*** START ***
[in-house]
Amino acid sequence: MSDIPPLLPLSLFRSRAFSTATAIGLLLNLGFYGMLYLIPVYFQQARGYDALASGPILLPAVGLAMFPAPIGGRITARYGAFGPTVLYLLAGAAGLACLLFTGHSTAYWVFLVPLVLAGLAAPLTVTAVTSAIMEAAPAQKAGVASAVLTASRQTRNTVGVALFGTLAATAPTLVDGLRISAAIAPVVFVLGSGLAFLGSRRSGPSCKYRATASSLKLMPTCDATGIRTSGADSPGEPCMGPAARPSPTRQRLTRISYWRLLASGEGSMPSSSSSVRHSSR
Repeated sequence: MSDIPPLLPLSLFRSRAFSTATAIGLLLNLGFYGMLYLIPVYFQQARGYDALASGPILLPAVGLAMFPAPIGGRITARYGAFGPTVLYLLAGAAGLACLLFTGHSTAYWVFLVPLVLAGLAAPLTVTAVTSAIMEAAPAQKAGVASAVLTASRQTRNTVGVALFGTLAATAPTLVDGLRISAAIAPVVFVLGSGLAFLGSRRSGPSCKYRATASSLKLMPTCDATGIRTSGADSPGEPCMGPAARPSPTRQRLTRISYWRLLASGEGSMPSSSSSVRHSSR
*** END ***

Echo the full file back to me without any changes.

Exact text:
[in-house]
Amino acid sequence: MSDIPPLLPLSLFRSRAFSTATAIGLLLNLGFYGMLYLIPVYFQQARGYDALASGPILLPAVGLAMFPAPIGGRITARYGAFGPTVLYLLAGAAGLACLLFTGHSTAYWVFLVPLVLAGLAAPLTVTAVTSAIMEAAPAQKAGVASAVLTASRQTRNTVGVALFGTLAATAPTLVDGLRISAAIAPVVFVLGSGLAFLGSRRSGPSCKYRATASSLKLMPTCDATGIRTSGADSPGEPCMGPAARPSPTRQRLTRISYWRLLASGEGSMPSSSSSVRHSSR
Repeated sequence: MSDIPPLLPLSLFRSRAFSTATAIGLLLNLGFYGMLYLIPVYFQQARGYDALASGPILLPAVGLAMFPAPIGGRITARYGAFGPTVLYLLAGAAGLACLLFTGHSTAYWVFLVPLVLAGLAAPLTVTAVTSAIMEAAPAQKAGVASAVLTASRQTRNTVGVALFGTLAATAPTLVDGLRISAAIAPVVFVLGSGLAFLGSRRSGPSCKYRATASSLKLMPTCDATGIRTSGADSPGEPCMGPAARPSPTRQRLTRISYWRLLASGEGSMPSSSSSVRHSSR